Crest of the Bukovina Society of the Americas The Bukovina Society of the Americas
P.O. Box 81, Ellis, KS 67637, USA 
Martha McClelland , President
Bukovina Society Headquarters & Museum, Ellis KS 67637

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Vol. 12, No. 4   -   December 2002

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Board of Directors:

Oren Windholz, President

Raymond Haneke, Vice President

Joe Erbert, Secretary

Bernie Zerfas, Treasurer

Shirley Kroeger

Ralph Honas

Ray Schoenthaler

Dennis Massier

Ralph Burns

Darrell Seibel

Martha Louise McClelland

Betty Younger


International Board:

Michael Augustin

Dr. Ayrton Gonçalves Celestino

Irmgard Hein Ellingson

Aura Lee Furgason

Rebecca Hageman

Laura Hanowski

Larry Jensen

Dr. Ortfried Kotzian

Edward Al Lang

Paul Massier

Van Massirer

Steve Parke

Prof. Dr. Kurt Rein

Wilfred Uhren

Dr. Sophie Welisch

Werner Zoglauer

P.O. Box 81, Ellis, KS 67637 USA
Editorial response to
P. O. Box 1083
Hays, KS 67601-1083



The Board of Directors and the International Board have set the dates for next year’s Bukovina Society convention for September 19-22. In order to afford our members and guests a broader cultural experience, we will again meet jointly with another organization. The convention will open at Society headquarters in Ellis, KS with presentations and exhibits unique to the Bukovinian heritage. This will include a fashion show and a display of the clothing worn by early settlers, a presentation on early correspondence between families in the New World and Bukovina, and a discussion of on-line computer services available those interested in the Bukovinian legacy. The next day (Saturday) we will join the Midwest Deutsche Oktoberfest organization in Hays for a program of cultural demonstrations, musical renditions, and social activities to include dancing and dining. For Sunday the Society has planned a Polka Mass at the Oktoberfest grounds followed by further social functions. A number of Board and International Board members participated in the 2002 Oktoberfest opening ceremonies and feel it was a quality event that will complement our Bukovinafest. Large indoor facilities, ample parking, and spacious fair grounds between Ellis and Hays provided a congenial atmosphere. So mark your calendars for September 19-22, 2003!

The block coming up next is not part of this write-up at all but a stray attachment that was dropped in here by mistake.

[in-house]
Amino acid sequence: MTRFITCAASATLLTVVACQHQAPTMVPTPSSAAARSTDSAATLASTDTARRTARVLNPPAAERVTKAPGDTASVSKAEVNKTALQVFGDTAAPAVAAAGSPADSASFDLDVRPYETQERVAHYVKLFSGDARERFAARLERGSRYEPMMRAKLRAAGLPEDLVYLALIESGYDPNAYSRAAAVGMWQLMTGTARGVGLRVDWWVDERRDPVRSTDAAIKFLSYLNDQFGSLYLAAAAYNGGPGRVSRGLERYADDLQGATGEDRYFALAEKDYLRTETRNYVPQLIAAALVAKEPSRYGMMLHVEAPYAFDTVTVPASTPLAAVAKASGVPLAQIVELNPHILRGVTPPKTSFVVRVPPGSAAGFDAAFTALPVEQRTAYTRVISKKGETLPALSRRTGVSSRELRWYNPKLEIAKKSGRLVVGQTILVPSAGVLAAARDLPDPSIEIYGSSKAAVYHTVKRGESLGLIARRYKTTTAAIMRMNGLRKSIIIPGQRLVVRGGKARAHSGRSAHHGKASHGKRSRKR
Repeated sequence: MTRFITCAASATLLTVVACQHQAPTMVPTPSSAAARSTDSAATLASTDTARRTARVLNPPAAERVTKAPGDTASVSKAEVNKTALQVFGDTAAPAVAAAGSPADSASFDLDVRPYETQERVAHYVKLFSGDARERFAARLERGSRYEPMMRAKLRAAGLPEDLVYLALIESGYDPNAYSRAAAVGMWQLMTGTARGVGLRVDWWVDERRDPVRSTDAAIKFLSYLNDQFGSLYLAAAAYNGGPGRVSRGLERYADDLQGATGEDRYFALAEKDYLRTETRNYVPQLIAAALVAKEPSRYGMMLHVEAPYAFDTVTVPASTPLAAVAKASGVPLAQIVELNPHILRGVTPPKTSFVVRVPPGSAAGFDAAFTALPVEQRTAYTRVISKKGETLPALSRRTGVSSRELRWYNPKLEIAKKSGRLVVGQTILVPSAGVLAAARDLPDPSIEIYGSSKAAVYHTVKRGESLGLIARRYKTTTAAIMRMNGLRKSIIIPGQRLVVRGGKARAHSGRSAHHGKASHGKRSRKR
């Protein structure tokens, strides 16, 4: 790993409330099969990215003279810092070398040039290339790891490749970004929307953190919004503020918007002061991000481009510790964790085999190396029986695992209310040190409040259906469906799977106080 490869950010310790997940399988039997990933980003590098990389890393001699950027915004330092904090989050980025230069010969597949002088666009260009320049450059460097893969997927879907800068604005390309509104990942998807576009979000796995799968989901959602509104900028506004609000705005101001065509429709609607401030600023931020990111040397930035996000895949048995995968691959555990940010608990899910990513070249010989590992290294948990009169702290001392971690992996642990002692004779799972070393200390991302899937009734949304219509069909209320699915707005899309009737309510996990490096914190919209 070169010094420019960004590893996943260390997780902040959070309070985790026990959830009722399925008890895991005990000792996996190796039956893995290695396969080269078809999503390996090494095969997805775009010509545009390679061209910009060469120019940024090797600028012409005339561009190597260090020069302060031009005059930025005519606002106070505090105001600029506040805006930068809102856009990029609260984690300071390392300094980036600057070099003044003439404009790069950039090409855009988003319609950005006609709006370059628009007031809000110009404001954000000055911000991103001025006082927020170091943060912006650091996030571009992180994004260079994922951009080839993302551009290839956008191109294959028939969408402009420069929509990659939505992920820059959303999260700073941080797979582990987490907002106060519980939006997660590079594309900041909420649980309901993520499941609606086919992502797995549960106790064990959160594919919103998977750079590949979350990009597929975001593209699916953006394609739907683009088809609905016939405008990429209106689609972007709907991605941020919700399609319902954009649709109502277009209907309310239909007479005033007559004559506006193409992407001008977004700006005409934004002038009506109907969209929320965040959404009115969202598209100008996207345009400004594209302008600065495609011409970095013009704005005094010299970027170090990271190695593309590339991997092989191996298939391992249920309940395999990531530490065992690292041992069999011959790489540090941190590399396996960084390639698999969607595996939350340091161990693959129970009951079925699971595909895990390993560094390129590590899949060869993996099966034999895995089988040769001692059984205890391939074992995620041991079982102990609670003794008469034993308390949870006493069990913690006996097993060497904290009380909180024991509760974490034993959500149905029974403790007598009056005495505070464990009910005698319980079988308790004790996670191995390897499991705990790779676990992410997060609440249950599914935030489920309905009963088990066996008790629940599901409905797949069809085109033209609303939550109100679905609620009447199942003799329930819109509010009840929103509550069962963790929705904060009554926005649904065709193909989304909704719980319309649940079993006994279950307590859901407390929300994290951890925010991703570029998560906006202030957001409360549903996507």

An envelope for the remission of annual dues is enclosed with this mailing. For $150 (U.S. funds) you may exercise the first option of joining the over 100 members of the Life Club who, in addition to receiving the Newsletter, are honored by the inclusion of their names on a plaque at the entrance to the Society’s museum and headquarters. We also appreciate the many $15 annual memberships as well as the contributions to help support our projects and services. Note that there is also an option for a donation to our web site fund. Contributions to the Society are tax deductible.